Ten Theology Books to Watch For – February 2018

February 15, 2018


Here are a some excellent theology* books that will be released this month:

* broadly interpreted, including ethics, church history, biblical studies, and other areas that intersect with theology

See a book here that you’d like to review for us?
Contact us, and we’ll talk about the possibility of a review.


 [easyazon_image align=”center” height=”500″ identifier=”B074QR3GT6″ locale=”US” src=”http://englewoodreview.org/wp-content/uploads/2018/02/519OakNWYCL.jpg” tag=”douloschristo-20″ width=”333″]

[easyazon_link identifier=”B074QR3GT6″ locale=”US” tag=”douloschristo-20″]Introducing Medieval Biblical Interpretation: The Senses of Scripture in Premodern Exegesis[/easyazon_link] 

Ian Christopher Levy

Baker Academic

This introductory guide, written by a leading expert in medieval theology and church history, offers a thorough overview of medieval biblical interpretation. After an opening chapter sketching the necessary background in patristic exegesis (especially the hermeneutical teaching of Augustine), the book progresses through the Middle Ages from the eighth to the fifteenth centuries, examining all the major movements, developments, and historical figures of the period. Rich in primary text engagement and comprehensive in scope, it is the only current, compact introduction to the whole range of medieval exegesis.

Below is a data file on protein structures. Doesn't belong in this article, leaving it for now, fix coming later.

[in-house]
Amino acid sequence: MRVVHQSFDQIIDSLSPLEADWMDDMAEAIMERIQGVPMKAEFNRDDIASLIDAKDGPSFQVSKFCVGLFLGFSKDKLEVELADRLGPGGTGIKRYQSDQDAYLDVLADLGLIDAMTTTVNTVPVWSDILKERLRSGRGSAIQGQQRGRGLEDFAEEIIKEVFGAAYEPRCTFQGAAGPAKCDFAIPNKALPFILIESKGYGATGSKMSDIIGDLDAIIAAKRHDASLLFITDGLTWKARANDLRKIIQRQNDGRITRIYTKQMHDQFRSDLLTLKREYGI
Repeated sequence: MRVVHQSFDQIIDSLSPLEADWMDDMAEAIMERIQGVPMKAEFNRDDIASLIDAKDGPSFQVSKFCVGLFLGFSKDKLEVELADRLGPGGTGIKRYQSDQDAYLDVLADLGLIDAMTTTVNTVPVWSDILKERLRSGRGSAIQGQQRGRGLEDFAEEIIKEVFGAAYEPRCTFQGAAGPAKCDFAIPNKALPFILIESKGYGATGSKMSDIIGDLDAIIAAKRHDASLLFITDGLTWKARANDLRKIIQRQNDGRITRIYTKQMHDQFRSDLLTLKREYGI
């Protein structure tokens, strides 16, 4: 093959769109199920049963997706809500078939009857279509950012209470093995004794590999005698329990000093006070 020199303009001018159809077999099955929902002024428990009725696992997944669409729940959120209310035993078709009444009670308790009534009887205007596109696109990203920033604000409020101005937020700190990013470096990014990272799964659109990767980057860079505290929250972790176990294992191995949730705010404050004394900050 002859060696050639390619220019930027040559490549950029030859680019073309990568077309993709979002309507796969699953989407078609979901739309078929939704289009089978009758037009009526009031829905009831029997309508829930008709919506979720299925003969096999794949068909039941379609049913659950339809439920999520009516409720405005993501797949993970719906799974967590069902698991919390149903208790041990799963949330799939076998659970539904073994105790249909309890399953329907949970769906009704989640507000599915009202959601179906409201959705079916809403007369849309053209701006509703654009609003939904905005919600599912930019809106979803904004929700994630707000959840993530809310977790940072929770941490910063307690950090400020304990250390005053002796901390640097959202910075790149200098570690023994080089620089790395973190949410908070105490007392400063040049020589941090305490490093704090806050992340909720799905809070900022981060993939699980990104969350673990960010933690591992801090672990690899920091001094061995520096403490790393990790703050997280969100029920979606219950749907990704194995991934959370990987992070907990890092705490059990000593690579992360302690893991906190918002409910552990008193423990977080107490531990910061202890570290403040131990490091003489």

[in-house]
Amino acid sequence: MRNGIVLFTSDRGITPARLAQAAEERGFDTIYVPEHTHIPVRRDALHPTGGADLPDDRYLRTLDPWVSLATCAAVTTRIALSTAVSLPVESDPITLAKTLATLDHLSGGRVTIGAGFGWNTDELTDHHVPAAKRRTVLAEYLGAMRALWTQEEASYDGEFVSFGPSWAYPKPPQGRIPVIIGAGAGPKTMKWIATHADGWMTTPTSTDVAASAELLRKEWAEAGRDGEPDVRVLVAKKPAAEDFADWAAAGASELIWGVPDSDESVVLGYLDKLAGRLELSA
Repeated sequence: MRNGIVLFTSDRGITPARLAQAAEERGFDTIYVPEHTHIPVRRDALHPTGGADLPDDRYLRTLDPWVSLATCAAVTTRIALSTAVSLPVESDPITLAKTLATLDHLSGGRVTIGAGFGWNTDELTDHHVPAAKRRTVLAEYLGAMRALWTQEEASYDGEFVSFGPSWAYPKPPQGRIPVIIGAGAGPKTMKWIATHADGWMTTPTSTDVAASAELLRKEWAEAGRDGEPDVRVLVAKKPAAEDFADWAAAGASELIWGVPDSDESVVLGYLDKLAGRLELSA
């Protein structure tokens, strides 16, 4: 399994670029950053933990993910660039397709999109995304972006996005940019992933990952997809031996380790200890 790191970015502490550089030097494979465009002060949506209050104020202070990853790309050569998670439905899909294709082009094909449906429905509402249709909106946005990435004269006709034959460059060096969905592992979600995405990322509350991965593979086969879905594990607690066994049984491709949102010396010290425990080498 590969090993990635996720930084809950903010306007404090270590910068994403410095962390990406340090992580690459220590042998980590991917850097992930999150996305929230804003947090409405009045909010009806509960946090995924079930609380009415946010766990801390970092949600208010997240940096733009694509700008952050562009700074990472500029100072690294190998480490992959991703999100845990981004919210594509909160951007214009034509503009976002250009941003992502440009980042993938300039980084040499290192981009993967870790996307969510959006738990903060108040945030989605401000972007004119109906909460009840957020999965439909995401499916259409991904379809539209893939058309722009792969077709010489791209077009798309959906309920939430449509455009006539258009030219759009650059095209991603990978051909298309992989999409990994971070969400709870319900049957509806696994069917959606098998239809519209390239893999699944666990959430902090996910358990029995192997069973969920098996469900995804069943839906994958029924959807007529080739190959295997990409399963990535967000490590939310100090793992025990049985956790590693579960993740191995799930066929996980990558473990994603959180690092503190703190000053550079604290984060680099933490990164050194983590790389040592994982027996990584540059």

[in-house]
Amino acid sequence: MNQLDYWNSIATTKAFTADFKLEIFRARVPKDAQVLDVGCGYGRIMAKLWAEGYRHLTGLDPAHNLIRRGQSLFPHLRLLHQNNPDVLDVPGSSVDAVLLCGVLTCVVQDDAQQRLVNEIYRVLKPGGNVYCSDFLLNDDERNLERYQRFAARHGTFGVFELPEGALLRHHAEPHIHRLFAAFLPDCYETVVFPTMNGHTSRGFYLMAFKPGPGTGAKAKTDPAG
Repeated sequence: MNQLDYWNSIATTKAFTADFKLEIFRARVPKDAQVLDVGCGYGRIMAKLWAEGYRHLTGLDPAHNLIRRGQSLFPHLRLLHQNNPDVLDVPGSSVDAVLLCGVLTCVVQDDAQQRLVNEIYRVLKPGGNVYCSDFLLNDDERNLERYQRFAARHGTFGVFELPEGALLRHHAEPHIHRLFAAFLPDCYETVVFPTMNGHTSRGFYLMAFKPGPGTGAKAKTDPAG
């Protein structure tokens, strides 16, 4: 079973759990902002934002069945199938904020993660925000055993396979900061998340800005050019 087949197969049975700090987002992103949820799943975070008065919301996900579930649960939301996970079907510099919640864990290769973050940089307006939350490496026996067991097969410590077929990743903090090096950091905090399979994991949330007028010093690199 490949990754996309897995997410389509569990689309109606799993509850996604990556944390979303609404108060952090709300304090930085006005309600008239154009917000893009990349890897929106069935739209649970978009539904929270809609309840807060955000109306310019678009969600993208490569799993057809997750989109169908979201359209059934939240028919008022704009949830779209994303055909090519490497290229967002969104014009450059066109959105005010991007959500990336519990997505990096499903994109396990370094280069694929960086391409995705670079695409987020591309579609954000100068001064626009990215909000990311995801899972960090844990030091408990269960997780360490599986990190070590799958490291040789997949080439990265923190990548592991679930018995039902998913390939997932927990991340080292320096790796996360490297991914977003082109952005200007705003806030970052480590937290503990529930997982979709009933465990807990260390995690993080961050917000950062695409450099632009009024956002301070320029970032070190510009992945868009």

[easyazon_image align=”center” height=”500″ identifier=”0802864058″ locale=”US” src=”http://englewoodreview.org/wp-content/uploads/2018/02/51xfFdfB7FL.jpg” tag=”douloschristo-20″ width=”333″]

[easyazon_link identifier=”0802864058″ locale=”US” tag=”douloschristo-20″]Powers, Principalities, and the Spirit: Biblical Realism in Africa and the West[/easyazon_link] 

Esther Acolatse



Among the many factors that separate churches in the West from those of the global South—worship styles, approaches to Scripture, demographic trends of growth or decline—there may be no greater difference than their respective attitudes toward super-natural “powers and principalities.”

In this groundbreaking follow-up to her book For Freedom or Bondage? African theologian Esther Acolatse attempts to bridge this enormous hermeneutical gap—one that exists not only between the West and global Christianity but also between the West and its own biblical-theological heritage. Interacting with the work of Kwesi Dickson, Rudolph Bultmann, Walter Wink, Karl Barth, and others, Acolatse facilitates an intercultural, contextualized approach to hermeneutics that is at once global, creedal, and faithful to the biblical witness.


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